No intermarriage: because it would be a snare and lead the people to go after other gods and serve them. Solomon is the best example with his thousand wives that turned his heart from God. Also the Israelites returning to foreign wives in Ezra after the Babylonian captivity. Even though it wasn't a perfect solution, what do they do? They divorced their wives and put them out so that they wouldn't fall back into this system of idol worship (Ezra 10).
So all of these rules are meant to keep Israel under the protection of God, the only true God, the Lord. That's how I see it. In terms of God being a God of justice and righteousness, that is still there. The Old Testament is full of so many accounts where the Israelites go astray and then cry out to the Lord and he saves them. That's a repeated occurrence. The forgiveness of God is the exact exhibition of his mercy.
There is also His provision under the law for the poor-- not gleaning the corners of the field (Leviticus 19:9-10, 23:22) and the year of Jubilee when debts were released and land restored (Leviticus 25).
As I see it, the New Testament just adds a new "angle" to the Law and the Prophets. It doesn't really change anything, it fulfills it.
Jesus got angry, most notably throwing the money-changers out of the temple but pretty much any time the Pharisees tried to burden the people with their own rules or displayed their hypocrisy. Jesus's message was one of repentance that is turning back from sin and back to the Lord. The law which had become an instrument of oppression was given back its original intent of mercy and justice. The greatest commandment is the same as what we find in the Old Testament because Jesus quotes Deuteronomy 6:5: Love the Lord your God with all your heart, soul, strength and mind. Then love your neighbor as yourself (or do unto others as you would have them do unto you) is the second half of the Ten Commandments (also Leviticus 19:18). That's what those things are about. If anything, the New Testament just expands the concept of neighbor, not just fellow Israelites but all mankind.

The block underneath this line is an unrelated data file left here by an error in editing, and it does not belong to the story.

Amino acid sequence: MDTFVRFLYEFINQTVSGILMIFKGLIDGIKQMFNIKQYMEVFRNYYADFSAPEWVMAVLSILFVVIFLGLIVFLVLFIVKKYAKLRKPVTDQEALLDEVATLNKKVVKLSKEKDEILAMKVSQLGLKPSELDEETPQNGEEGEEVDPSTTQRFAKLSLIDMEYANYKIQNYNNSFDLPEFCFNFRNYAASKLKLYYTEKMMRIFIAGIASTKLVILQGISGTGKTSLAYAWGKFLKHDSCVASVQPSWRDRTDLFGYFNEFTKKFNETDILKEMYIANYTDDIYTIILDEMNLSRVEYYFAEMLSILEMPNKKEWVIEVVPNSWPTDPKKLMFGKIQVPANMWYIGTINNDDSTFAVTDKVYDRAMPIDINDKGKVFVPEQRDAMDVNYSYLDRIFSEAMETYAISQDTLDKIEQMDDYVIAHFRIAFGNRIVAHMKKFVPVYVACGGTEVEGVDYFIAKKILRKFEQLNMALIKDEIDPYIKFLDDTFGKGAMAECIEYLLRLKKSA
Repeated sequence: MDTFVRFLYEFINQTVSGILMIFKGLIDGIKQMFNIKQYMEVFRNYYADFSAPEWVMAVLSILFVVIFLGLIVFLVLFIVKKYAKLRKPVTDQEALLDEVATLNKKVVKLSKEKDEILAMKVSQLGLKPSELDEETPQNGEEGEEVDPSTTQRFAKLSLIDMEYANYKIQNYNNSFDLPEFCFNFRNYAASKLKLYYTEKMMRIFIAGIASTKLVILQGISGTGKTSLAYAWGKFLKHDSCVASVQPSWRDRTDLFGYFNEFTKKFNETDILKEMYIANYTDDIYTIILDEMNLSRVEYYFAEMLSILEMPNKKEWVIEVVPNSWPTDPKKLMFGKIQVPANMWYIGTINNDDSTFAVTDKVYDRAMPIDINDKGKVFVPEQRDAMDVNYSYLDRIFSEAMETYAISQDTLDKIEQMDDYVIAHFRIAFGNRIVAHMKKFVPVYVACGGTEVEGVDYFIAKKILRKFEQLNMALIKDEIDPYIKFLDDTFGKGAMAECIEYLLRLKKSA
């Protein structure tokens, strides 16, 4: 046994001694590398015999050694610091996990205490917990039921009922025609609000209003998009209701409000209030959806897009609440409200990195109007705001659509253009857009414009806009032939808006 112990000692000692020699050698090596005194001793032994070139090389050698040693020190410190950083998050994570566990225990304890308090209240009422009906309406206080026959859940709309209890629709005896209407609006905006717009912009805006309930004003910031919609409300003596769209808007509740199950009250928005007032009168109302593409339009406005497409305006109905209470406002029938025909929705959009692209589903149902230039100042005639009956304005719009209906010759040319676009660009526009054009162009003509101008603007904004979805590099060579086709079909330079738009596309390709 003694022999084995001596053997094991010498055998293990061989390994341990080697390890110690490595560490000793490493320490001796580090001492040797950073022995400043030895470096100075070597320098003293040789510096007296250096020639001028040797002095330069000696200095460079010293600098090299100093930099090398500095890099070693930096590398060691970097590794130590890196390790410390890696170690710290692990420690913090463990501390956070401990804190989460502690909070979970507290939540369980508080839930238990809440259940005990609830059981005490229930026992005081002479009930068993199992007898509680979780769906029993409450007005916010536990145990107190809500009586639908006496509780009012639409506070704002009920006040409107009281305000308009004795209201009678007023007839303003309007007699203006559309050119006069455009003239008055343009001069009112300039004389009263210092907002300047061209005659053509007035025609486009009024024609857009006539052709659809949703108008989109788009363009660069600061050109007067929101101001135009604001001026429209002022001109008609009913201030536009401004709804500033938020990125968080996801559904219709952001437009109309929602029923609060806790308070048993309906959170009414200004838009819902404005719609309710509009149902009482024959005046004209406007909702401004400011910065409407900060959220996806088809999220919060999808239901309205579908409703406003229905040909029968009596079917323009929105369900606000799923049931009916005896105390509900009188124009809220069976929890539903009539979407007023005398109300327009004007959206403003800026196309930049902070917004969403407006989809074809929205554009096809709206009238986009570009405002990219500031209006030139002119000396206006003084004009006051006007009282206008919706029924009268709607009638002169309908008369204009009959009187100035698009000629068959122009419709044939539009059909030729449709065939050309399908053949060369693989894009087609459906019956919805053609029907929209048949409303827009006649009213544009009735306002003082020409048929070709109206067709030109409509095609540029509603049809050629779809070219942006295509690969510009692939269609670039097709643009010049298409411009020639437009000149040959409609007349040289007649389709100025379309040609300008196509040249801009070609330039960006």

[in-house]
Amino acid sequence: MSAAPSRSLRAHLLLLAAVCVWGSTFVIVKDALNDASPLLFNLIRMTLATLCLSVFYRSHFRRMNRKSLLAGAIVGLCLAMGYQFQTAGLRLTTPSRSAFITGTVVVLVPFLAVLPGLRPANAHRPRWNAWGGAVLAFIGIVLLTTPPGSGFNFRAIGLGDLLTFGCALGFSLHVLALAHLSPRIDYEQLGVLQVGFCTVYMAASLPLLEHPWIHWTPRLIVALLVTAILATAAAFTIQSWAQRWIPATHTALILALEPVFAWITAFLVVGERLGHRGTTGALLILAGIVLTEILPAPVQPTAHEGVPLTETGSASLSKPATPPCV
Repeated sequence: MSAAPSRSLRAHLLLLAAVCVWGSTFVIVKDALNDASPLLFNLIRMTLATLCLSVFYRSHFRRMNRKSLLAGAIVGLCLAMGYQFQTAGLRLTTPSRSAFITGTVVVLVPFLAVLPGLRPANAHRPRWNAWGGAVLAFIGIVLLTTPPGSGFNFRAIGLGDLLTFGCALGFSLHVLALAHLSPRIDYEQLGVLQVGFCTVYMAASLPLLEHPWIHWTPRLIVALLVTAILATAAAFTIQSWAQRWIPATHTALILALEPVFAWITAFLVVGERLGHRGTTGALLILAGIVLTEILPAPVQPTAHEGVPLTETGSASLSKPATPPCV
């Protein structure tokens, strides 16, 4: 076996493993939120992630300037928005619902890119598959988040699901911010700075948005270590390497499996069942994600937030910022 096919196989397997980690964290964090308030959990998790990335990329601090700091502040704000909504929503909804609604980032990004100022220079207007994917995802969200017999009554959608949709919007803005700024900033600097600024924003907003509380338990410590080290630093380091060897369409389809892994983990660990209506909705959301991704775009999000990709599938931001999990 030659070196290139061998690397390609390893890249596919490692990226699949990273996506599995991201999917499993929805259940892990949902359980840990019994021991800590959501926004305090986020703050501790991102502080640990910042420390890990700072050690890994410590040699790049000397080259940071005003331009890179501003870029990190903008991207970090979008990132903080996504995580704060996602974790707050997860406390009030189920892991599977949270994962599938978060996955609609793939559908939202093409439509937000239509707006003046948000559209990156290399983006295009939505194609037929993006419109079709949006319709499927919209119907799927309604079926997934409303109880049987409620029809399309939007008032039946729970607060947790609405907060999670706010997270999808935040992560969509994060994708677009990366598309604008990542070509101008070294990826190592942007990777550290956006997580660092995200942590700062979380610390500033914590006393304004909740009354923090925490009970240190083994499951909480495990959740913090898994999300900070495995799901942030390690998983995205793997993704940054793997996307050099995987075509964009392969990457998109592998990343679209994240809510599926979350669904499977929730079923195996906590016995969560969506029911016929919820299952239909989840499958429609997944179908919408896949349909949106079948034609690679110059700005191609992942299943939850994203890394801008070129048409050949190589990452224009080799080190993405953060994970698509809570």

The belief in life after this one (resurrection) is key to the Christian faith if you're looking from a justice perspective. Because obviously there are many instances of injustice in this world. Cases of poverty or illness or anything that might happen isn't necessarily a "judgment". It's just how Solomon says, time and chance happen to us all. But that itself is not always judgment on the person. The judgment on the person is always going to be based on what they did in their own lives, the decisions that they made. If you look at Revelation 20:12-13, when they're raised again, the dead will be judged according to their works whether good or evil.
But as I said, this isn't pie in the sky, do nothing faith. If you can do something to help right now, you should. Don't withhold good from someone who deserves it when it is in your power to do it (proverbs 3:27).
The law was always meant to look at how you're treating your neighbor. And I think that's what God is concerned about: how we treat other people and love for Him (which is made manifest in how we treat people, i.e., love one another).
I haven't had a chance to scroll through the latest pages but hoping that answers the questions so far.